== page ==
WASHINGTON, DC MARCH 2: DC Councilman Marion Barry admitted to wrongly awarding a city contract to a then girlfriend. Staff Photo by Linda Davidson/The Washington Post). (Linda Davidson/THE WASHINGTON POST)

Marion Barry, the city’s most well-known and polarizing politician, was censured Tuesday by his D.C. Council colleagues for taking thousands of dollars in cash payments from contractors with business before the city.

The council voted 9 to 4 to strip Barry of his committee chairmanship, with some colleagues describing Barry’s lapse as another mark on the city’s dismal ethics record. In the past two years, three council members have pleaded guilty to federal corruption charges.

For Barry, the censure was the second in three years and another transgression in a checkered political career.

As mayor in 1990, Barry was convicted of cocaine possession. More recently, as a council member, tax troubles resulted in probation. He was censured and stripped of a chairmanship in 2010 for giving a council contract to a girlfriend and directing city funds to nonprofit groups he created and controlled.

After that sanction, Barry lost his leadership post for a year. This time, the earliest Barry could regain a chairmanship is 2015.

Council member Kenyan R. McDuffie (D-Ward 5), who chaired a disciplinary panel that investigated Barry’s conduct, urged the full council to support the committee’s recommendation, saying the seriousness of Barry’s violation and his record of “recidivism” merited a “swift and serious” response from the council.

McDuffie said removing Barry as chairman of the Committee on Workforce and Community Affairs would demonstrate “that a significant violation of the public trust will not be tolerated.”

Barry began a wandering defense of his actions, saying he “cooperated fully” with the panel. He then grew more defiant, questioning the council’s authority to remove his chairmanship.

Council members Vincent B. Orange (D-At Large) and Jack Evans (D-Ward 2) came to Barry’s defense, saying the Board of Ethics and Government Accountability’s decision to fine Barry $13,600 and require ethics training should have concluded the investigation.

“I in no way endorse what Mr. Barry did; he shouldn’t have done it,” Evans said. “But in this case, Mr. Barry recognized that he had done something wrong — came forward with it.”

McDuffie responded that the council “has an obligation, in fact, a duty, to police itself and its own members.”

The Washington Post reported in June that Barry had disclosed accepting two gifts last year totaling $6,800 from D.C. construction companies. D.C. law prohibits gifts from government contractors.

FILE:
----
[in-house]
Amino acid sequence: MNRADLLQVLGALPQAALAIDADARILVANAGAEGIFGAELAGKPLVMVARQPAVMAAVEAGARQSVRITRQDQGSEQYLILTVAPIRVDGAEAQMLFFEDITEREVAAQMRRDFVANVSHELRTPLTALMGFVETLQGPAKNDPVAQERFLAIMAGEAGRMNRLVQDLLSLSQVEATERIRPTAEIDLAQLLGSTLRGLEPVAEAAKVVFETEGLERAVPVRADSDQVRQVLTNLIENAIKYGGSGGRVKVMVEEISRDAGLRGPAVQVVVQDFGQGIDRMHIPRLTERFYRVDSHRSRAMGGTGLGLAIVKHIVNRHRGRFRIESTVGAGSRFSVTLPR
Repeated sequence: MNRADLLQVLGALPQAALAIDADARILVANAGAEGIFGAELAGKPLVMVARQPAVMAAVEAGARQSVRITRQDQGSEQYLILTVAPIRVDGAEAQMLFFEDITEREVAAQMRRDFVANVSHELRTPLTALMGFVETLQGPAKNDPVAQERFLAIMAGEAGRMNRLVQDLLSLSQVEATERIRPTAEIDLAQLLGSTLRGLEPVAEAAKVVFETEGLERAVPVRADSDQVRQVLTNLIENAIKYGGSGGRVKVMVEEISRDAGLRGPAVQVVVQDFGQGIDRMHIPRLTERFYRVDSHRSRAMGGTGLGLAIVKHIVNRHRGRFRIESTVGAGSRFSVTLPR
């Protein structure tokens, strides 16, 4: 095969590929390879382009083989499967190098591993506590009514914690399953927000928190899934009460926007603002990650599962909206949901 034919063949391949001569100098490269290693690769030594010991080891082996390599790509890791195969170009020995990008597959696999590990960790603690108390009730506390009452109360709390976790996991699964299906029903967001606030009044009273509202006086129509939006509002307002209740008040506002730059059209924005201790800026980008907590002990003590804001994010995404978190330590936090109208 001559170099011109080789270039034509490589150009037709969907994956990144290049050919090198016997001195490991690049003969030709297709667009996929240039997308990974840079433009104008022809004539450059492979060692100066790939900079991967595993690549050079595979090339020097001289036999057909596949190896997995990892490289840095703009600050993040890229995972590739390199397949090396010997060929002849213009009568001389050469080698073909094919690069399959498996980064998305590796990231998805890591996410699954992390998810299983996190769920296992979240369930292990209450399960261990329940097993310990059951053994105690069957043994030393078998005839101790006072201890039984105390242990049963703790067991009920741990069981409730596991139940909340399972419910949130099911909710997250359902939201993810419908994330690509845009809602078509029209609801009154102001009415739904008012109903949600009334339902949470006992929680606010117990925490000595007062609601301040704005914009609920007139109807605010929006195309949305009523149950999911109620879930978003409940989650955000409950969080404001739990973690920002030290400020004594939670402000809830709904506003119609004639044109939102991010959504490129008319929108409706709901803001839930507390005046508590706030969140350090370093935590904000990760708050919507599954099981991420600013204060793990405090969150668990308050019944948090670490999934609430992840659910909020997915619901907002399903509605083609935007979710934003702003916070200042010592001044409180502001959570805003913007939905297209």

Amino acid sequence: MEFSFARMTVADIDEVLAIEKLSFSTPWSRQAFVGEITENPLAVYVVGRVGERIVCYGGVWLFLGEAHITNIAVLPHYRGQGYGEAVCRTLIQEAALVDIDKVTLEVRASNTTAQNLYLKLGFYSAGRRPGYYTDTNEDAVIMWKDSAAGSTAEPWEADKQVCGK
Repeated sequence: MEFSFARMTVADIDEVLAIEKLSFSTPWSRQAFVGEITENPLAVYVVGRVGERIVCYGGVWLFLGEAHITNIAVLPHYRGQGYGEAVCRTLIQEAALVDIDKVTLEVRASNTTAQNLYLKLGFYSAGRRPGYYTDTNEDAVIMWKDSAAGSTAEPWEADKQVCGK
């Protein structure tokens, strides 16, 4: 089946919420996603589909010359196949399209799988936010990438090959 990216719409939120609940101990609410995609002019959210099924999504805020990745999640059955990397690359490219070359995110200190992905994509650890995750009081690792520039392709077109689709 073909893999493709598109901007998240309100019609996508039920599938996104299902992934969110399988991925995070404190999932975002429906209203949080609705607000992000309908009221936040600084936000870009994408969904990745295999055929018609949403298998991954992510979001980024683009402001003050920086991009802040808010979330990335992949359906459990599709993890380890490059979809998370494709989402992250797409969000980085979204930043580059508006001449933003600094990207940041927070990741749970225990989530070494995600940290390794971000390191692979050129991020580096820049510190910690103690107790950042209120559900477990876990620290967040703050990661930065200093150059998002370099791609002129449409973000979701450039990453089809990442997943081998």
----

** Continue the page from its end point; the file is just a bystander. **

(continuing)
The city’s ethics board investigated and came to a settlement with Barry, who agreed in July to accept a censure from the board and pay a $13,600 fine. The sanction triggered the council investigation.

According to a report issued by the panel, Barry had told Keith Forney, the owner of Forney Enterprises, in early 2012 that he was “experiencing financial difficulty” related to a federal tax lien but “did not overtly ask for money.”

At least one of the cash payments, the report said, was passed from Forney to Barry during a meeting at the Stadium Club, a Northeast Washington strip club co-owned by Forney.

The panel found “insufficient evidence of a quid pro quo arrangement.” Both Barry and Forney told the panel that the payments were not in exchange for any particular act.

Orange proposed reducing the sanction against Barry, allowing him to keep his chairmanship.

Council Chairman Phil Mendelson (D) opposed the effort to weaken the censure and urged the council to consider how it would look to the public. “We are going to be judged. . . by how we judge a colleague’s conduct.” Mendelson also said the buck stops with Barry’s colleagues, not the ethics board formed in response to recent scandals. “We are in a better position to evaluate our own conduct than anyone else,” he said.

David Grosso (I-At Large), a member of the panel that investigated Barry, also opposed the weakened censure. He said the supposed mitigating factor that Barry disclosed the lapse himself was irrelevant.

The measure failed, 9 to 4, with Orange, Evans and Jim Graham (D-Ward 1) siding with Barry, the same vote as the final tally on censure. Imposing a censure requires a two-thirds vote of the council, or nine of 13 members.

Barry said afterward that he was “not disappointed” in the sanction. “That’s not the only thing in life, to chair a committee,” he said.

Anita Bonds (D-At Large), a longtime friend and former political aide to Barry, sat on the ethics panel and supported the sanction approved Tuesday. But she said Barry would not be marginalized without a committee post.

“He’ll find a way to blossom,” she said.

Mendelson said he would speak with his colleagues before proposing a realignment of committee responsibilities, with council action coming no sooner than Oct. 1.